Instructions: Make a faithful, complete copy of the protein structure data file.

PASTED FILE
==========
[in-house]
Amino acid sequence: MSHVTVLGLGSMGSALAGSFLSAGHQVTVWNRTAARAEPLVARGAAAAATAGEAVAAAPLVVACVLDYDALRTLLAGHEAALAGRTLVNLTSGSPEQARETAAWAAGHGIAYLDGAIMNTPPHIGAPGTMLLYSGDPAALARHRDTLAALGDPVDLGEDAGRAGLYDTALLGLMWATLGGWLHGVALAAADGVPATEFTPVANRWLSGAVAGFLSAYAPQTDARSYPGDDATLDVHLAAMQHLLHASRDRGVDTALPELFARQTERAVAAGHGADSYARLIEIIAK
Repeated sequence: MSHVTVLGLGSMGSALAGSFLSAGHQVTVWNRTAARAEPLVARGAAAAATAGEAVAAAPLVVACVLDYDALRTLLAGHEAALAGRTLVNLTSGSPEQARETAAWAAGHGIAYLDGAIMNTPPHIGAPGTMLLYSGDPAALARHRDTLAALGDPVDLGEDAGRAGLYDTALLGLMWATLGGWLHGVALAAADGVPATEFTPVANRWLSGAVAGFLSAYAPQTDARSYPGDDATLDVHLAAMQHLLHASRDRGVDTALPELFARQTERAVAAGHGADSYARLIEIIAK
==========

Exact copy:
[in-house]
Amino acid sequence: MSHVTVLGLGSMGSALAGSFLSAGHQVTVWNRTAARAEPLVARGAAAAATAGEAVAAAPLVVACVLDYDALRTLLAGHEAALAGRTLVNLTSGSPEQARETAAWAAGHGIAYLDGAIMNTPPHIGAPGTMLLYSGDPAALARHRDTLAALGDPVDLGEDAGRAGLYDTALLGLMWATLGGWLHGVALAAADGVPATEFTPVANRWLSGAVAGFLSAYAPQTDARSYPGDDATLDVHLAAMQHLLHASRDRGVDTALPELFARQTERAVAAGHGADSYARLIEIIAK
Repeated sequence: MSHVTVLGLGSMGSALAGSFLSAGHQVTVWNRTAARAEPLVARGAAAAATAGEAVAAAPLVVACVLDYDALRTLLAGHEAALAGRTLVNLTSGSPEQARETAAWAAGHGIAYLDGAIMNTPPHIGAPGTMLLYSGDPAALARHRDTLAALGDPVDLGEDAGRAGLYDTALLGLMWATLGGWLHGVALAAADGVPATEFTPVANRWLSGAVAGFLSAYAPQTDARSYPGDDATLDVHLAAMQHLLHASRDRGVDTALPELFARQTERAVAAGHGADSYARLIEIIAK